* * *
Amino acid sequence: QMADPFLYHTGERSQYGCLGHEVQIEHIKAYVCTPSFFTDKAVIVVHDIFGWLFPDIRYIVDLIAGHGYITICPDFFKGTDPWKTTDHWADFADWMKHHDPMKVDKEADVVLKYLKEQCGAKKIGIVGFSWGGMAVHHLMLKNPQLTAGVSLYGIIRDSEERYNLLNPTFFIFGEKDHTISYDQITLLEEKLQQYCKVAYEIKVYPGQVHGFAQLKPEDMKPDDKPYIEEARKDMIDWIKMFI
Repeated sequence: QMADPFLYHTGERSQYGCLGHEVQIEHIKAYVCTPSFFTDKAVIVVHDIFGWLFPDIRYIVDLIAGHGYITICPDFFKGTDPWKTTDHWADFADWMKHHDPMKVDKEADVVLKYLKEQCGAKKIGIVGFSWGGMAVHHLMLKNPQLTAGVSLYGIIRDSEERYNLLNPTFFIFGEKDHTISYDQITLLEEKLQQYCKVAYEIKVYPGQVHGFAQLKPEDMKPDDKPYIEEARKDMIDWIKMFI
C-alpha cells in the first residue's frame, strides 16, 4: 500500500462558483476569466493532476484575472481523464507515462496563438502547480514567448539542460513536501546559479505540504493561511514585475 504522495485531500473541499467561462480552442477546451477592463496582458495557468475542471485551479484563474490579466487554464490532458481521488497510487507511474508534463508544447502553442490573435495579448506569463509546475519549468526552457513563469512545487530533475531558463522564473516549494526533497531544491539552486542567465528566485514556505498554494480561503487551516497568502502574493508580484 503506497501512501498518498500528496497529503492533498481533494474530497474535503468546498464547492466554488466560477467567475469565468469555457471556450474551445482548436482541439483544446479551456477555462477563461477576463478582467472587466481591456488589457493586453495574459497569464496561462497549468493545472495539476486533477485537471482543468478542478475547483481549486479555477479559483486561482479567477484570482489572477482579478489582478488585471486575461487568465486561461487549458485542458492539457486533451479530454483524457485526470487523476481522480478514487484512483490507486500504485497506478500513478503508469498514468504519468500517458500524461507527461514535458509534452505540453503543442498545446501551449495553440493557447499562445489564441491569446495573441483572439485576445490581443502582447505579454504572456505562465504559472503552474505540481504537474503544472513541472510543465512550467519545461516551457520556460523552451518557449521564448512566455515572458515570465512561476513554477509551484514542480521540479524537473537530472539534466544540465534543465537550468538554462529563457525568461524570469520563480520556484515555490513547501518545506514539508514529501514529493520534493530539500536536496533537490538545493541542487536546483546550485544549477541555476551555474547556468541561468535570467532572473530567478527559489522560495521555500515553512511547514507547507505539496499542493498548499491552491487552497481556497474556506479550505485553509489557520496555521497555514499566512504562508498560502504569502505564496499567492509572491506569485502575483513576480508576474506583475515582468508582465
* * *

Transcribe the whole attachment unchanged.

Amino acid sequence: QMADPFLYHTGERSQYGCLGHEVQIEHIKAYVCTPSFFTDKAVIVVHDIFGWLFPDIRYIVDLIAGHGYITICPDFFKGTDPWKTTDHWADFADWMKHHDPMKVDKEADVVLKYLKEQCGAKKIGIVGFSWGGMAVHHLMLKNPQLTAGVSLYGIIRDSEERYNLLNPTFFIFGEKDHTISYDQITLLEEKLQQYCKVAYEIKVYPGQVHGFAQLKPEDMKPDDKPYIEEARKDMIDWIKMFI
Repeated sequence: QMADPFLYHTGERSQYGCLGHEVQIEHIKAYVCTPSFFTDKAVIVVHDIFGWLFPDIRYIVDLIAGHGYITICPDFFKGTDPWKTTDHWADFADWMKHHDPMKVDKEADVVLKYLKEQCGAKKIGIVGFSWGGMAVHHLMLKNPQLTAGVSLYGIIRDSEERYNLLNPTFFIFGEKDHTISYDQITLLEEKLQQYCKVAYEIKVYPGQVHGFAQLKPEDMKPDDKPYIEEARKDMIDWIKMFI
C-alpha cells in the first residue's frame, strides 16, 4: 500500500462558483476569466493532476484575472481523464507515462496563438502547480514567448539542460513536501546559479505540504493561511514585475 504522495485531500473541499467561462480552442477546451477592463496582458495557468475542471485551479484563474490579466487554464490532458481521488497510487507511474508534463508544447502553442490573435495579448506569463509546475519549468526552457513563469512545487530533475531558463522564473516549494526533497531544491539552486542567465528566485514556505498554494480561503487551516497568502502574493508580484 503506497501512501498518498500528496497529503492533498481533494474530497474535503468546498464547492466554488466560477467567475469565468469555457471556450474551445482548436482541439483544446479551456477555462477563461477576463478582467472587466481591456488589457493586453495574459497569464496561462497549468493545472495539476486533477485537471482543468478542478475547483481549486479555477479559483486561482479567477484570482489572477482579478489582478488585471486575461487568465486561461487549458485542458492539457486533451479530454483524457485526470487523476481522480478514487484512483490507486500504485497506478500513478503508469498514468504519468500517458500524461507527461514535458509534452505540453503543442498545446501551449495553440493557447499562445489564441491569446495573441483572439485576445490581443502582447505579454504572456505562465504559472503552474505540481504537474503544472513541472510543465512550467519545461516551457520556460523552451518557449521564448512566455515572458515570465512561476513554477509551484514542480521540479524537473537530472539534466544540465534543465537550468538554462529563457525568461524570469520563480520556484515555490513547501518545506514539508514529501514529493520534493530539500536536496533537490538545493541542487536546483546550485544549477541555476551555474547556468541561468535570467532572473530567478527559489522560495521555500515553512511547514507547507505539496499542493498548499491552491487552497481556497474556506479550505485553509489557520496555521497555514499566512504562508498560502504569502505564496499567492509572491506569485502575483513576480508576474506583475515582468508582465